Steinbauer, G., Bischof, H.: Illumination insensitive robot self-localization using panoramic eigenspaces. In: Nardi, D., Riedmiller, M., Sammut, C., Santos-Victor, J. (eds.) RoboCup 2004. LNCS (LNAI), vol. 3276, pp. 84–96. Springer, Heidelberg (2005)CrossRefGoogle Scholar
  9. 9.
    Ji, J., Indiveri, G., Ploeger, P., Bredenfeld, A.: An omni-vision based self-localization method for soccer robot. In: IEEE symposium on Intelligent Vehicles (IV 2003), Columbus, Ohio, USA (2003)Google Scholar
  10. 10.
    Bandlow, T., Klupsch, M., Hanek, R., Schmitt, T.: Fast image segmentation, object recognition and localization in a robocup scenario. In: Veloso, M.M., Pagello, E., Kitano, H. (eds.) RoboCup 1999. LNCS (LNAI), vol. 1856, pp. 174–185. Springer, Heidelberg (2000)CrossRefGoogle Scholar
  11. 11.
    Choi, W., Ryu, C., Kim, H.: Navigation of a mobile robot using mono-vision and mono-audition. In: Proceedings of the IEEE International Conference on Systems, Man, and Cybernetics (IEEE SMC 1999), vol. 4, pp. 686–691 (1999)Google Scholar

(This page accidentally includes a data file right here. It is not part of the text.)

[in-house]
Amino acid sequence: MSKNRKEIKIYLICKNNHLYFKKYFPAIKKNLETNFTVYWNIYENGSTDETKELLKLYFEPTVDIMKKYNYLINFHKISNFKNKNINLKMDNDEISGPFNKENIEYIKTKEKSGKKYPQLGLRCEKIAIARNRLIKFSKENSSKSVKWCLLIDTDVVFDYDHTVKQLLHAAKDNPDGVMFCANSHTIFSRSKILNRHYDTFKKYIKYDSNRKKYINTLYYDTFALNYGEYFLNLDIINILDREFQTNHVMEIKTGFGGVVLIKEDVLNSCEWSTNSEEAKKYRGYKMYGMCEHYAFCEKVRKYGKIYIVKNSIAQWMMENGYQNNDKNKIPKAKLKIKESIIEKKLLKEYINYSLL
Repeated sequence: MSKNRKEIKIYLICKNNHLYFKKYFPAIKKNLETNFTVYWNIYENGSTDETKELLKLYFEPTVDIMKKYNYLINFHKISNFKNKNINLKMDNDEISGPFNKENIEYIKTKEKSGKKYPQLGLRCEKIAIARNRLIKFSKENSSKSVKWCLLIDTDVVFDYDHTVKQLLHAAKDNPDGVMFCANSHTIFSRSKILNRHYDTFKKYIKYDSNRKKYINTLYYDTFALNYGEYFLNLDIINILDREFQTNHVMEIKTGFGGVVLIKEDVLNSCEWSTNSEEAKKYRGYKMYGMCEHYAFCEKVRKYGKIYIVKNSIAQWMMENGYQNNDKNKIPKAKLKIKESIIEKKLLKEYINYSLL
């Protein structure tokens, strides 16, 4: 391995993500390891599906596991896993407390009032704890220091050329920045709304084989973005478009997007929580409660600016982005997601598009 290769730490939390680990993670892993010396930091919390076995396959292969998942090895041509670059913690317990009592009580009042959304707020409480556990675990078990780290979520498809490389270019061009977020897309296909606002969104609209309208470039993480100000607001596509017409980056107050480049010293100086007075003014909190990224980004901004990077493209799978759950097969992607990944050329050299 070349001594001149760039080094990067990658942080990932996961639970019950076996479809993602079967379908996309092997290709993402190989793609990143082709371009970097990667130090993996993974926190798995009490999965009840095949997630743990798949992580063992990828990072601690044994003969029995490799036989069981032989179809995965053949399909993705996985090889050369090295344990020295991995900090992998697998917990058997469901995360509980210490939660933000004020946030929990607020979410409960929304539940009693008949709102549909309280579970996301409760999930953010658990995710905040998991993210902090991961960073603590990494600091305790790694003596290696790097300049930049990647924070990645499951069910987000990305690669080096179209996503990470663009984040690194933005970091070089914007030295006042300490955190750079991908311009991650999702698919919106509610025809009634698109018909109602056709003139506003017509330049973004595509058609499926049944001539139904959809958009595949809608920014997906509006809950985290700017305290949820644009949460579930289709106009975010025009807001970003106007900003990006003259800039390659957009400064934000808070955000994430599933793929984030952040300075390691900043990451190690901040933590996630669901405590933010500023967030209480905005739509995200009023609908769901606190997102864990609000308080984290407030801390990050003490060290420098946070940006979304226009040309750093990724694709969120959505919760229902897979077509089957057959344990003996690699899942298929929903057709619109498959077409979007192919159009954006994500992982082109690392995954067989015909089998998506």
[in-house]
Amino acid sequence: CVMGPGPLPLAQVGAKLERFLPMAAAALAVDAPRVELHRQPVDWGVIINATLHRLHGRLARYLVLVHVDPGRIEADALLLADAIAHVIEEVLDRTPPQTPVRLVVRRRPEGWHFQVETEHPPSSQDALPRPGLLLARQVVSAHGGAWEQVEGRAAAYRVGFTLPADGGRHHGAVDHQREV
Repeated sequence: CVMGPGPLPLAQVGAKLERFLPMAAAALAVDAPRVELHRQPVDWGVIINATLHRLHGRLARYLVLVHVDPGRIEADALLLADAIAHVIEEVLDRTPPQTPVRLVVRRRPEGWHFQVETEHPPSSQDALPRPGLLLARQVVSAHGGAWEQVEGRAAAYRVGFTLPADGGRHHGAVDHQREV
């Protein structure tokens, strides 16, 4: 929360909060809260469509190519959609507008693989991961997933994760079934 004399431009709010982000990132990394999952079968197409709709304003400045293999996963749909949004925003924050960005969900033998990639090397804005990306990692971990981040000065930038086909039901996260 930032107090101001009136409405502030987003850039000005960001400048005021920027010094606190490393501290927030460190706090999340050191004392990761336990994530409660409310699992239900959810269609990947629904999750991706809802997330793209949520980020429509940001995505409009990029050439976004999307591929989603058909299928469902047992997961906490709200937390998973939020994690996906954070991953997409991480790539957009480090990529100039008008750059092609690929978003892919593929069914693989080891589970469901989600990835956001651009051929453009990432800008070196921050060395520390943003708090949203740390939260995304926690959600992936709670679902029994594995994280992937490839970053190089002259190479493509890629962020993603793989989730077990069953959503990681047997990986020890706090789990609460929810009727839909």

12. 12.
    Nickerson, S.B., Jasiobedzki, P., Wilkes, D., Jenkin, M., Milios, E., Tsotsos, J., Jepson, A., Bains, O.N.: The ark project: Autonomous mobile robots for known industrial environments. Robotics and Autonomous Systems 25, 83–104 (1998)CrossRefGoogle Scholar
  13. 13.
    Weber, J., Franken, L., Jorg, K.W., Puttkamer, E.: Reference scan matching for global self-localization. Robotics and Autonomous Systems 40, 99–110 (2002)CrossRefGoogle Scholar
  14. 14.